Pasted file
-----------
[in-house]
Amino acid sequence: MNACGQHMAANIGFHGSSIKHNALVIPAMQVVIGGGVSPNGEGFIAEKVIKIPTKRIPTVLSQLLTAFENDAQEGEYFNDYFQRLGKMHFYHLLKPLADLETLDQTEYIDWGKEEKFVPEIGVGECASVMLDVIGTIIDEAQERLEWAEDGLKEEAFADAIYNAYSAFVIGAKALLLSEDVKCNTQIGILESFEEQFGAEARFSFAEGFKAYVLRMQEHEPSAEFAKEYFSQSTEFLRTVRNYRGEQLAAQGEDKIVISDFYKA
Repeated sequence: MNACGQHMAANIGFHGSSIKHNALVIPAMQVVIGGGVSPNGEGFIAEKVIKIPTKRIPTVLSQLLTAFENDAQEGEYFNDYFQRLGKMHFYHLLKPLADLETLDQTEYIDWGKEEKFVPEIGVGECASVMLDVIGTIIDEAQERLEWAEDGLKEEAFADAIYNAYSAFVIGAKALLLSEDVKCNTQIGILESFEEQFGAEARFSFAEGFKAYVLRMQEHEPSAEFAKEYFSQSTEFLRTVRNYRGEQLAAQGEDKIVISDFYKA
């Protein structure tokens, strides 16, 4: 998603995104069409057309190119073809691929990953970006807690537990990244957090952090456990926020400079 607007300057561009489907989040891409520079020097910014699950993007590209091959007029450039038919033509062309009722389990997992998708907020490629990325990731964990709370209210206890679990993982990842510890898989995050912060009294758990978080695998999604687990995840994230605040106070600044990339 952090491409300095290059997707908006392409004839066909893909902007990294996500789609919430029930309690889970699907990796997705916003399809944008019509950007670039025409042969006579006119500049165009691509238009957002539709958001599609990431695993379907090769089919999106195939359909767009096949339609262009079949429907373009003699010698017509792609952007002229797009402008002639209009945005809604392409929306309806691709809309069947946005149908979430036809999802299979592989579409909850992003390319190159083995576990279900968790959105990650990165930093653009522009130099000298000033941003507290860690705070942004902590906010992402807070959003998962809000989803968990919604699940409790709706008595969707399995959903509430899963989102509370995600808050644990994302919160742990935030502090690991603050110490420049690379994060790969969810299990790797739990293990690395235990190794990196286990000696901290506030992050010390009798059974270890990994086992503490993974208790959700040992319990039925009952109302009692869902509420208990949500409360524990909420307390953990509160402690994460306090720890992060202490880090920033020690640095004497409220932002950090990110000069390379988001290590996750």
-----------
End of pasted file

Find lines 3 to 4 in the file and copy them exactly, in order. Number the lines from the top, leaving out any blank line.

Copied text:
Repeated sequence: MNACGQHMAANIGFHGSSIKHNALVIPAMQVVIGGGVSPNGEGFIAEKVIKIPTKRIPTVLSQLLTAFENDAQEGEYFNDYFQRLGKMHFYHLLKPLADLETLDQTEYIDWGKEEKFVPEIGVGECASVMLDVIGTIIDEAQERLEWAEDGLKEEAFADAIYNAYSAFVIGAKALLLSEDVKCNTQIGILESFEEQFGAEARFSFAEGFKAYVLRMQEHEPSAEFAKEYFSQSTEFLRTVRNYRGEQLAAQGEDKIVISDFYKA
């Protein structure tokens, strides 16, 4: 998603995104069409057309190119073809691929990953970006807690537990990244957090952090456990926020400079 607007300057561009489907989040891409520079020097910014699950993007590209091959007029450039038919033509062309009722389990997992998708907020490629990325990731964990709370209210206890679990993982990842510890898989995050912060009294758990978080695998999604687990995840994230605040106070600044990339 952090491409300095290059997707908006392409004839066909893909902007990294996500789609919430029930309690889970699907990796997705916003399809944008019509950007670039025409042969006579006119500049165009691509238009957002539709958001599609990431695993379907090769089919999106195939359909767009096949339609262009079949429907373009003699010698017509792609952007002229797009402008002639209009945005809604392409929306309806691709809309069947946005149908979430036809999802299979592989579409909850992003390319190159083995576990279900968790959105990650990165930093653009522009130099000298000033941003507290860690705070942004902590906010992402807070959003998962809000989803968990919604699940409790709706008595969707399995959903509430899963989102509370995600808050644990994302919160742990935030502090690991603050110490420049690379994060790969969810299990790797739990293990690395235990190794990196286990000696901290506030992050010390009798059974270890990994086992503490993974208790959700040992319990039925009952109302009692869902509420208990949500409360524990909420307390953990509160402690994460306090720890992060202490880090920033020690640095004497409220932002950090990110000069390379988001290590996750």